In the last financial year Māori re-offending was 33%, non-Māori 26%.
Māori make up 16% of the New Zealand population but 51% of the prison population.
Māori women make up 63% of the female prison population.
While Māori make up more than 50% of the prison population, and while 30% of the prison population are gang members, 70% of these gang members are Māori.
Gang members (irrespective of ethnicity) re-offend at nearly twice the rate of non gang members.
Māori make up the largest ethnic group in prison but also the largest sub group participating in all forms of rehabilitation:
- 60% of those commencing the Special Treatment Unit Rehabilitation Programme (STURP) are Māori.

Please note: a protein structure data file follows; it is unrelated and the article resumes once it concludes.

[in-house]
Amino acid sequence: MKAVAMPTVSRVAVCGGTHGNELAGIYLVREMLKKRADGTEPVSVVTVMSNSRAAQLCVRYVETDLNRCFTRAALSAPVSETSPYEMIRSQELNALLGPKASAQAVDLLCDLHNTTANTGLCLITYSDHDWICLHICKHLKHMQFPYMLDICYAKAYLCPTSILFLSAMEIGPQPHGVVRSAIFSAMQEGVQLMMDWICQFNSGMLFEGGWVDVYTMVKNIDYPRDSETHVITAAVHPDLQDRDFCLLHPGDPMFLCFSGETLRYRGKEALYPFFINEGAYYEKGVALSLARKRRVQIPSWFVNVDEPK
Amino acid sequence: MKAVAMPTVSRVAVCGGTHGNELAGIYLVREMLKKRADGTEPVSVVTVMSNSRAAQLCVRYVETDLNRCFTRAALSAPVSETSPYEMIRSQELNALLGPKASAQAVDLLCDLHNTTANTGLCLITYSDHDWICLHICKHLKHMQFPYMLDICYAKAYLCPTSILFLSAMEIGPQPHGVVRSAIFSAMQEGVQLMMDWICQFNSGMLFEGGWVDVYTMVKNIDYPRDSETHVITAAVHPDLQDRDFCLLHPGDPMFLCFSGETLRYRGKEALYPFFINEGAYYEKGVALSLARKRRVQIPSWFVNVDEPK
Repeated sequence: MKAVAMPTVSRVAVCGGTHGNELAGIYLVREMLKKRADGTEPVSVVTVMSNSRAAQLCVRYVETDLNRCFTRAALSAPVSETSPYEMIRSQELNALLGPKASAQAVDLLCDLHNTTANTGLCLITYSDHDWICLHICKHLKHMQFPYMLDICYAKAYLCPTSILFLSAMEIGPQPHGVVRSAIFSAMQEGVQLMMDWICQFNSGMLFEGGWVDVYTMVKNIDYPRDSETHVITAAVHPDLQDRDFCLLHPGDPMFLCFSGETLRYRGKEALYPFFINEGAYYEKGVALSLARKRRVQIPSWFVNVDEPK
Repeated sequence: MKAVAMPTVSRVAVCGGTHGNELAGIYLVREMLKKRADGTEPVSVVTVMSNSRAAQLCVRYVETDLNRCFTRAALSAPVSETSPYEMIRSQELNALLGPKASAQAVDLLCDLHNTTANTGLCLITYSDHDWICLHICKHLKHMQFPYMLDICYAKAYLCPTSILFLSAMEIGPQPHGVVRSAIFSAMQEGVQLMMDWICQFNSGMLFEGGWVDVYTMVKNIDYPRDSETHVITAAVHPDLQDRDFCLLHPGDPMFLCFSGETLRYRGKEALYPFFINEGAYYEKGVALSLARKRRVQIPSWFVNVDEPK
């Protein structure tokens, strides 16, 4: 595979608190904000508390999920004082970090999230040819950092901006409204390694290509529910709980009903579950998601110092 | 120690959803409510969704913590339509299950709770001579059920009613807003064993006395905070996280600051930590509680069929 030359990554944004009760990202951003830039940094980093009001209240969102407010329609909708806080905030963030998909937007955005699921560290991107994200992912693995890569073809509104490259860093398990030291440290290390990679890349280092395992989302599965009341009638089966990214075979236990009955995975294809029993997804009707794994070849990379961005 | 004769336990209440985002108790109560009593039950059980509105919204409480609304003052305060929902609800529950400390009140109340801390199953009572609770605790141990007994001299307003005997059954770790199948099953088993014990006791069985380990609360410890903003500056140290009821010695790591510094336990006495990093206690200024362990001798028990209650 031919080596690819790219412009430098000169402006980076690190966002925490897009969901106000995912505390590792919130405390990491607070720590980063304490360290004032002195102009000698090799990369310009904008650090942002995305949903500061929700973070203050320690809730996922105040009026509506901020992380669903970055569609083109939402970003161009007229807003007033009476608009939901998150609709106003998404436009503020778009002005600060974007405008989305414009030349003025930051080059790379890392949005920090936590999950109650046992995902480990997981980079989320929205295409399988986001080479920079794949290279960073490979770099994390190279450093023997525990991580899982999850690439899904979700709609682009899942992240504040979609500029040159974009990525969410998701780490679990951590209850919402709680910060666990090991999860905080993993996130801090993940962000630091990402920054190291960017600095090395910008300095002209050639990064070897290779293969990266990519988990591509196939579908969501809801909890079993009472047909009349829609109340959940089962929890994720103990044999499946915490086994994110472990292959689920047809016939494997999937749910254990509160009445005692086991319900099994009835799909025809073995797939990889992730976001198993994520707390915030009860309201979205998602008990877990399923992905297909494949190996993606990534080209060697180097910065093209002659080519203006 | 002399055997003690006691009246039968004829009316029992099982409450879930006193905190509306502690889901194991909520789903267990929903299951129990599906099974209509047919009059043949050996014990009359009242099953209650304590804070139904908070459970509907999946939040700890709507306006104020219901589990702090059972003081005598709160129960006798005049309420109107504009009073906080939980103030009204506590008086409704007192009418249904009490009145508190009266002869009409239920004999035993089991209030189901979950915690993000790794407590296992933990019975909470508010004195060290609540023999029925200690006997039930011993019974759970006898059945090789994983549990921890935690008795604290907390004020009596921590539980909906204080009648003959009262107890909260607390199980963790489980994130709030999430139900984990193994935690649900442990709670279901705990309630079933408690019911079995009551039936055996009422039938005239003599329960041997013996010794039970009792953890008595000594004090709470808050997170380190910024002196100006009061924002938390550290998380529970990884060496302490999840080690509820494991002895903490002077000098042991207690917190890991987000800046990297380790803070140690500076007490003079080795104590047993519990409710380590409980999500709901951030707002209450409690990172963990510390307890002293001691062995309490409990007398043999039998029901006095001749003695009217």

- 55% of those commencing Drug Treatment Unit programmes(DTU) are Māori
- 55% of placements in rehabilitative programmes are Māori
Completion rates for rehabilitative prison programmes are 82 per cent, and identical for Māori and non-Māori.
In 2008 prisoner placements in alcohol and drug programmes were 234 – in 2016 they were 6,413.
In 2008, 234 prisoners started a drug treatment unit programme, in 2016 that number was 1,018.
Māori perform as well, and sometimes better than non-Māori, as a result of completing programmes.
45.5% or 13,000 of almost 29,000 people serving community sentences, identify as Māori.
64% of Māori released from prison will be re-convicted within two years compared to 53% of Europeans.
Māori comprise 22% of the Department’s staff.